He screams out for help. Suddenly, Kenny believes that he sees the Wool Pooh, grabbing his feet and pulling him down into the dark water. He thinks he sees Joey in angel form, telling him to swim for the surface one more time. As he kicks, Byron actually appears and pulls Kenny out of the water and onto the shore. Kenny vomits up a huge amount of water, but he is okay. Byron is shaking, repeating Kenny's name, kissing the top of his head, and even crying.
Until now, the South has been presented as an alien world for Kenny and his siblings. Their mother speaks highly of it, since it is where she grew up; however, their father criticizes it for its discriminatory practices and its apparently strange culture, which includes things like "hillbilly music." Either way, though, the South has been described to the Watson children as unlike Flint in every way possible. This is why Kenny is so surprised to see that Birmingham actually looks the same as Flint, as far as landscape and houses go. In many ways, Birmingham is similar to home. In other ways, though, it certainly is not.
The entire first part of the book focused primarily on the nuclear family of Daniel, Wilona, and the Watson kids. Until this point, Wilona was never portrayed as anything other than a mother to these children; she was firm but fair, she made the rules, she doted on her children lovingly, and she took care of them and punished them when necessary. Now, though, the frame has expanded to include Grandma Sands, Wilona's own mother.
Now that Grandma Sands and Wilona's relationship is a focus of the narrative, Wilona becomes the child and Grandma Sands becomes the mother, mirroring the mother-child relationship that Wilona has with her own children. This dynamic is particularly interesting for Kenny to watch. Wilona's behavior in the discussion about Mr. Robert is very similar to her own children's behavior when they disagree with her, and Kenny notes that he has never seen his mother get scolded before. Expanding the family to include the grandmother is extremely important, because such expansion shows how familial roles can change based on perspective.
But since readers continue to see things only through the eyes of Kenny, a child -- and since this novel is intended for young readers -- mature considerations such as Grandma Sands's relationship with Mr. Robert are hinted at but never described in detail. Similarly intentional limitations on perspective can be seen earlier in the novel, for instance when Wilona and Daniel secretly talk about their visit to Alabama or Byron's discipline issues. This writing strategy makes sense, since these are not things that would concern Kenny, and since he prefers to focus on matters of greater interest to kids like him. This goes to show, though, that point of view has a considerable effect on which parts of a full story are revealed to readers; since readers can only experience what the narrator experiences, some things are necessarily left out.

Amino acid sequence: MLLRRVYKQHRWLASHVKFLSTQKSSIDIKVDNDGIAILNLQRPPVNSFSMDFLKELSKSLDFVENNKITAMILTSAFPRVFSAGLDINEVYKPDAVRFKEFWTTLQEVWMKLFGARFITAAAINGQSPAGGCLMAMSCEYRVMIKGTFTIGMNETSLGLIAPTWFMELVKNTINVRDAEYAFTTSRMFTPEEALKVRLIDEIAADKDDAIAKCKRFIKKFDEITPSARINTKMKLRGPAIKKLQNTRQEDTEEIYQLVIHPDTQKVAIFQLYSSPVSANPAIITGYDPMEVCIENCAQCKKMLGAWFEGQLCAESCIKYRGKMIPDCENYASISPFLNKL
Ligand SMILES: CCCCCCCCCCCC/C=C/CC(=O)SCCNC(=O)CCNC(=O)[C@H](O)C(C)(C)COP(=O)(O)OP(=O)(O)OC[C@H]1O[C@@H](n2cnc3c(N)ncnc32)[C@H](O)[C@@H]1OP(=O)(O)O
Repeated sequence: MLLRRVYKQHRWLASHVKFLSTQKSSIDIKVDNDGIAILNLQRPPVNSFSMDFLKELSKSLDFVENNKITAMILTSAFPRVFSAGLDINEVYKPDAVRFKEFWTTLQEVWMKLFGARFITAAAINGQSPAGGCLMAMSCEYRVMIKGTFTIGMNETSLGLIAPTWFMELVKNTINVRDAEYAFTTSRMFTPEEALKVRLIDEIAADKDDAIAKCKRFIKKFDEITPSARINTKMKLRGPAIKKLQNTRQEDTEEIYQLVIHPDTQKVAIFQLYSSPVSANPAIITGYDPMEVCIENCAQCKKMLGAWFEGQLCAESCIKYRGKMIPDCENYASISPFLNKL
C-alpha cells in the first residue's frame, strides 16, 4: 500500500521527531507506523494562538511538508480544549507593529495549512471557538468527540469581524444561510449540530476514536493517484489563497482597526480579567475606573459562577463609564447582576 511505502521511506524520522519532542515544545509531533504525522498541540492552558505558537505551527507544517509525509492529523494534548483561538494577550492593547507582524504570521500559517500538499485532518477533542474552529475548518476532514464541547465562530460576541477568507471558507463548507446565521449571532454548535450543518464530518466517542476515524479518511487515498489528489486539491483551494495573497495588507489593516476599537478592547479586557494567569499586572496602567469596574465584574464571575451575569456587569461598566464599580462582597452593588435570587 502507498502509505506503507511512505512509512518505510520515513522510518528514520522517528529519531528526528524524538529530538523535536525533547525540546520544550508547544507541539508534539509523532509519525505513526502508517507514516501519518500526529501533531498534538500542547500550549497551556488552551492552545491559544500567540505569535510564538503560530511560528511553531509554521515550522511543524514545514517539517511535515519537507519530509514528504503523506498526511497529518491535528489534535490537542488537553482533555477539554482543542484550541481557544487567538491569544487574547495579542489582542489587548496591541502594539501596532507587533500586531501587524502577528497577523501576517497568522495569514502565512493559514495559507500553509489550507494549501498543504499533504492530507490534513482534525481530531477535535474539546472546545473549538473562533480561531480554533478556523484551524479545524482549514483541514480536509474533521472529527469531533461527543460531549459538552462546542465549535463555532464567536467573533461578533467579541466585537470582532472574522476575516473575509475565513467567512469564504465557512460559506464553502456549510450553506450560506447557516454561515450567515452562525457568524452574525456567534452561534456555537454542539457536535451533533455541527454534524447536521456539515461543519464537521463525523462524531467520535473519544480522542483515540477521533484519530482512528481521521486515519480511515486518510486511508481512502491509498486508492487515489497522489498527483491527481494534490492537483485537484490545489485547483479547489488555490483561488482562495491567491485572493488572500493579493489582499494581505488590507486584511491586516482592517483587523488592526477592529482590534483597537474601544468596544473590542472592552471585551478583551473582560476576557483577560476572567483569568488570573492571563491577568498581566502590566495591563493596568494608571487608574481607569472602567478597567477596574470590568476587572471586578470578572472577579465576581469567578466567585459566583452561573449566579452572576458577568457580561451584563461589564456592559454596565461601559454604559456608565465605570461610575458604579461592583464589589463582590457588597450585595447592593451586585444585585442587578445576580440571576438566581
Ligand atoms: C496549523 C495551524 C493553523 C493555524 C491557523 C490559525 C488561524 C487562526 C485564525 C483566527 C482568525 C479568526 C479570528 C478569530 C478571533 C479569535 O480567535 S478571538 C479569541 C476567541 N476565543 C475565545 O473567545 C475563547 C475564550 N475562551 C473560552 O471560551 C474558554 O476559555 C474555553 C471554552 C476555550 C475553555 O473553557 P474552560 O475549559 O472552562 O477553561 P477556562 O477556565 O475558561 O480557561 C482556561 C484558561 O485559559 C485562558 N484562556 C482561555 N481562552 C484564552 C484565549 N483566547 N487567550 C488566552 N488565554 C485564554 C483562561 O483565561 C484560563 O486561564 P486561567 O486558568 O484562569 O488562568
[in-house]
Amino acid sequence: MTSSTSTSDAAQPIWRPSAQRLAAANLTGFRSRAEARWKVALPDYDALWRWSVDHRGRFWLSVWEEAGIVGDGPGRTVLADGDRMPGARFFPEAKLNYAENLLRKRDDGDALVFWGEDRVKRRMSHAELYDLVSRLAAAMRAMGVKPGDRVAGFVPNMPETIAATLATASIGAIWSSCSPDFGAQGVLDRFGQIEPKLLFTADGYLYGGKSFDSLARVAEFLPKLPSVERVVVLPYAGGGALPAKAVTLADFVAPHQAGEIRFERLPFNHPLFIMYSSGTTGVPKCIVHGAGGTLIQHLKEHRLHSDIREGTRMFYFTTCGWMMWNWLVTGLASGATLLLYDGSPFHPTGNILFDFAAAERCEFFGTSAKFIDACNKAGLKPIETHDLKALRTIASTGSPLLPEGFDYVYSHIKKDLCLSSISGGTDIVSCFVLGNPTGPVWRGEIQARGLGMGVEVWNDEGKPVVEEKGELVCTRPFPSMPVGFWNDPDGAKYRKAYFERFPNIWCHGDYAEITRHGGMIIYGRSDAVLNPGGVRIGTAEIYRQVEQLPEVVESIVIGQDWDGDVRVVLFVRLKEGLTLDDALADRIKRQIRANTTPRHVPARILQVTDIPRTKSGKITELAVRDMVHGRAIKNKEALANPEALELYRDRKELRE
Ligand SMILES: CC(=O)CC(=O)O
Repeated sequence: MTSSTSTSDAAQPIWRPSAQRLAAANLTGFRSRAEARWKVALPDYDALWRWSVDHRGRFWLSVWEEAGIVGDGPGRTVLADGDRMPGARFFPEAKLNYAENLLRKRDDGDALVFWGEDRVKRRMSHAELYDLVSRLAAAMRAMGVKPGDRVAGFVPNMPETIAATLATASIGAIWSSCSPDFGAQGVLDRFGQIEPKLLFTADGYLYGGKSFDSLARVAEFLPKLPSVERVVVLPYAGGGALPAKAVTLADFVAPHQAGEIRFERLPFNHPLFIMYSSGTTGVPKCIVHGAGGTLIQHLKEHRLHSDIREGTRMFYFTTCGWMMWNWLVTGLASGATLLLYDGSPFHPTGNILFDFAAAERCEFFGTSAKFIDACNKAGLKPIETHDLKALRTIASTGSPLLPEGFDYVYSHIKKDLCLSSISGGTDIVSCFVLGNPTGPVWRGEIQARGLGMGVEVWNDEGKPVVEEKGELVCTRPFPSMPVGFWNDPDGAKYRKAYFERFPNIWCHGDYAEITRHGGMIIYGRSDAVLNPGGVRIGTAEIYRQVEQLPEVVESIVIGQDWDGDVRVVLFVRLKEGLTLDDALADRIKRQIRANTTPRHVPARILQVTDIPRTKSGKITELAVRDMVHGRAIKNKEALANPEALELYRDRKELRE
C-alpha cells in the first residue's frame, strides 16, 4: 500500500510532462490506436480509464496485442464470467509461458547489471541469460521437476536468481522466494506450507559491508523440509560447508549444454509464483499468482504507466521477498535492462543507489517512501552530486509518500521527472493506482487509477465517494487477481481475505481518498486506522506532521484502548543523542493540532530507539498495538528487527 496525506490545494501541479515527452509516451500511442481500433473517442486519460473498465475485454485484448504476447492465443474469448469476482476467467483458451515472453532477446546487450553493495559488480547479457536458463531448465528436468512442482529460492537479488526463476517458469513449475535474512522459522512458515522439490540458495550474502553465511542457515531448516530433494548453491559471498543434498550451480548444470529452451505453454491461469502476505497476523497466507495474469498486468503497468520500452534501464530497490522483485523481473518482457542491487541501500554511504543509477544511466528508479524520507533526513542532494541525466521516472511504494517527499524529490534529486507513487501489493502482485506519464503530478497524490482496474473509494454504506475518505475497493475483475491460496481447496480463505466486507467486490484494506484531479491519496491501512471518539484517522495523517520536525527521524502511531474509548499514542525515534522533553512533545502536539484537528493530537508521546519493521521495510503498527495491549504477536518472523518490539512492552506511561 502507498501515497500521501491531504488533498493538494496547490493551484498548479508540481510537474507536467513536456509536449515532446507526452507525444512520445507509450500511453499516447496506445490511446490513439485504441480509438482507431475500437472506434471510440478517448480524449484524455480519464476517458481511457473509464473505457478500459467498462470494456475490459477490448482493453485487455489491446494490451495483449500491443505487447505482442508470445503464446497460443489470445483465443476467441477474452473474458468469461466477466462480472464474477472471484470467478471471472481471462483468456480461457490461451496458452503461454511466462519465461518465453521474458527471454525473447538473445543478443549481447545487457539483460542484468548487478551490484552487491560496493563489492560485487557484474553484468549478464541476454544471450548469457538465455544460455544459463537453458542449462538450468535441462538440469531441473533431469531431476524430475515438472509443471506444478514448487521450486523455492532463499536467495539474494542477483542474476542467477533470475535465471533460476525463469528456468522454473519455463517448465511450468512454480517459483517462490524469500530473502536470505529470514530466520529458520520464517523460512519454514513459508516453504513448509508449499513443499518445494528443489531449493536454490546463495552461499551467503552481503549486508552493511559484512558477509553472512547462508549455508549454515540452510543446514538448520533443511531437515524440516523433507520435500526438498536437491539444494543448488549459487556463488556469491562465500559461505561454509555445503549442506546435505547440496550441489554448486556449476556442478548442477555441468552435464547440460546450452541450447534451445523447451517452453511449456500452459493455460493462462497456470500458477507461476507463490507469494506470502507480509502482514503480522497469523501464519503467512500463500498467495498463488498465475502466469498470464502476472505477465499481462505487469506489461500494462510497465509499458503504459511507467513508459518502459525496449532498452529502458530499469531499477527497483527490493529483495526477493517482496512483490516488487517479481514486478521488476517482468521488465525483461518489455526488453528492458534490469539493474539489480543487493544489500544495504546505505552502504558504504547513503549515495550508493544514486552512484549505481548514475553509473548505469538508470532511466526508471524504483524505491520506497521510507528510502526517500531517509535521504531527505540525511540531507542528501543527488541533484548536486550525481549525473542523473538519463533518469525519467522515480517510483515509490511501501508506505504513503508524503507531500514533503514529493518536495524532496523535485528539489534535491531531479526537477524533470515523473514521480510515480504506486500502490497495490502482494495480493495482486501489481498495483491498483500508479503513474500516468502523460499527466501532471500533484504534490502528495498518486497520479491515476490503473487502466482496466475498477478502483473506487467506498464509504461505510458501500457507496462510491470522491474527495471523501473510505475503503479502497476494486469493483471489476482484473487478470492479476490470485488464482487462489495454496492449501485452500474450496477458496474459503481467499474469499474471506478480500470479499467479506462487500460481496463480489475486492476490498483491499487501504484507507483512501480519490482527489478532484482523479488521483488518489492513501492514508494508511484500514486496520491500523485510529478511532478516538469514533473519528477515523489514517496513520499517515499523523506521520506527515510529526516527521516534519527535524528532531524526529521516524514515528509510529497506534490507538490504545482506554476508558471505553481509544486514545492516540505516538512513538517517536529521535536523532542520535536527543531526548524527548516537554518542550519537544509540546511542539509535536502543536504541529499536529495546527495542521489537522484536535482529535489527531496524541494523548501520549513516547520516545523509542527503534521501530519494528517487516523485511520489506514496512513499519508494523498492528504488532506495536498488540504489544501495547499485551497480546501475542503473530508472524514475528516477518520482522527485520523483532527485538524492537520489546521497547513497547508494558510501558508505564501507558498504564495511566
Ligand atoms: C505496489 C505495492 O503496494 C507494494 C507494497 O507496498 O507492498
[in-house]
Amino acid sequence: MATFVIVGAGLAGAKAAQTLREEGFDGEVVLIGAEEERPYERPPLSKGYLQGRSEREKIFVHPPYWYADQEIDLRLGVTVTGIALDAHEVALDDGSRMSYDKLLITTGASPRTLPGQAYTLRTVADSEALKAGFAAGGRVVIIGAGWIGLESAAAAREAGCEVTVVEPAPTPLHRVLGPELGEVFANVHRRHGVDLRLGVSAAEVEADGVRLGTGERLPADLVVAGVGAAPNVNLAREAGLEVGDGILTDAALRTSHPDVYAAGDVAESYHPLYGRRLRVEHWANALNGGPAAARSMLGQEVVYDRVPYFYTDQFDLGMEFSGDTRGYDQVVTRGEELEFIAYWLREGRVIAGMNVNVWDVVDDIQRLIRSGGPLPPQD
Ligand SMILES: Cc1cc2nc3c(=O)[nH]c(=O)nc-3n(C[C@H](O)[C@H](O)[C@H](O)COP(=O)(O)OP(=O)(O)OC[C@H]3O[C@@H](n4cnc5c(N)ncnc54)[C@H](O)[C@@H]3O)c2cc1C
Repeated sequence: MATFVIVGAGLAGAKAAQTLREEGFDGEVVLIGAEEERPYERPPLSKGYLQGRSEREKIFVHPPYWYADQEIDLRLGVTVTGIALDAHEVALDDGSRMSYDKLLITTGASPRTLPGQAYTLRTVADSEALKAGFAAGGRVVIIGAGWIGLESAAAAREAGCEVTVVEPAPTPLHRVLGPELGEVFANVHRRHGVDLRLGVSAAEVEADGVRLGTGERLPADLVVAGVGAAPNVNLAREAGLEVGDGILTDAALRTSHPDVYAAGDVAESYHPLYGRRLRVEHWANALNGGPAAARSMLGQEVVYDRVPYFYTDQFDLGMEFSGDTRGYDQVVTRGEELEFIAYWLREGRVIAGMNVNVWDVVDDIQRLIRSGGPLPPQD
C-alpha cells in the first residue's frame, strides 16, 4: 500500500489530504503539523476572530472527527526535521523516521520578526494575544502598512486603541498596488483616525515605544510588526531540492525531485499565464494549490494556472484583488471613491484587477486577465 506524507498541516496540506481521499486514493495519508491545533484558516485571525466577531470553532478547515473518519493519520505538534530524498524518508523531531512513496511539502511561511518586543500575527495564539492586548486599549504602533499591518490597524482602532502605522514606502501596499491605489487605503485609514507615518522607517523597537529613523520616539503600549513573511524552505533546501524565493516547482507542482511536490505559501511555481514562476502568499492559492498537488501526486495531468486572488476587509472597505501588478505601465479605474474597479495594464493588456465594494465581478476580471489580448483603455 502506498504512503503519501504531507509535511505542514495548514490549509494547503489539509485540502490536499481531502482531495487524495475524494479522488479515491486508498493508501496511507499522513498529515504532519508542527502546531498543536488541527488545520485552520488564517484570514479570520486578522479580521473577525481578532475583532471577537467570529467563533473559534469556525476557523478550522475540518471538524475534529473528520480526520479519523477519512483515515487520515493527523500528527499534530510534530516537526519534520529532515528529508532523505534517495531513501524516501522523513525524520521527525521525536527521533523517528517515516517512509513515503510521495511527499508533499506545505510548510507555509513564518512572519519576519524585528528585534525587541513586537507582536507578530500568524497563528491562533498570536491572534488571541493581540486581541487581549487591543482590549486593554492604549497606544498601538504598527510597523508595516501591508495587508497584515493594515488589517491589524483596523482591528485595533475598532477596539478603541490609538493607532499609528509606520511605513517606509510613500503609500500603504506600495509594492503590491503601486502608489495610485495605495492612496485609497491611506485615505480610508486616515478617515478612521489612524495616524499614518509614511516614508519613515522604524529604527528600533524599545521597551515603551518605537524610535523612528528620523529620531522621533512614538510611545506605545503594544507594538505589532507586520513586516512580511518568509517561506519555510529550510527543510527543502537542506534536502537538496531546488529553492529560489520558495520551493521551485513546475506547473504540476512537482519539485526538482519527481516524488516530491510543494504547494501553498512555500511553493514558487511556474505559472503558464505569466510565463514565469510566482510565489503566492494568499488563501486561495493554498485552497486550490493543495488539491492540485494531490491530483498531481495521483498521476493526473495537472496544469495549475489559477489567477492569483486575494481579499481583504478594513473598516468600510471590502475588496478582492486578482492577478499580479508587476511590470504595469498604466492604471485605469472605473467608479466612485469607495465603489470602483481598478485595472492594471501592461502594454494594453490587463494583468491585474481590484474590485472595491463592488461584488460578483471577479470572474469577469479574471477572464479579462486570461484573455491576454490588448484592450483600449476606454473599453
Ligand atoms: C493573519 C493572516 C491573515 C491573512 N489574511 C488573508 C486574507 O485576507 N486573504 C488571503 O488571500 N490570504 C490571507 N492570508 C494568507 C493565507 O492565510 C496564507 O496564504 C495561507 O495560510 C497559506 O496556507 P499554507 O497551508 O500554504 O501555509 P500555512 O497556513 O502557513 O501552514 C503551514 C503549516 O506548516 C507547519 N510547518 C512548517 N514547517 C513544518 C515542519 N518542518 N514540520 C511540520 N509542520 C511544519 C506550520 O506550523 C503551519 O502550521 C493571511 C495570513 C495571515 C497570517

The Wool Pooh is one of the most obvious symbols in this story. Since the Wool Pooh functions much as the grim reaper does in contemporary culture, it represents death. Death is not something Kenny has ever thought about or encountered before; naturally, he does not believe in it at first. Byron presents the idea of death in an absurd way, but there were other warnings (aside from Byron's) and Kenny refused to heed them because he believed that death could not touch him. But the moment he begins to get pulled under the water, Kenny sees the Wool Pooh and realizes that his life can be in danger if he makes reckless decisions.
The lake incident appears to have a profound effect on Byron, too, even though he is not the one who nearly loses his life. This is the first time Byron has shown signs of true affection and compassion for his little brother; we have seen him display strong feelings once before, but his feelings were for a dead bird. Byron truly does care about Kenny, but he only realizes the depth of his attachment when it is nearly too late. He feels somewhat responsible for the incident, too, since he knew that Kenny was going to the forbidden area but made no serious attempts to stop him or supervise him. The trip to Alabama is already changing Byron in profound ways -- exactly as it was intended to do.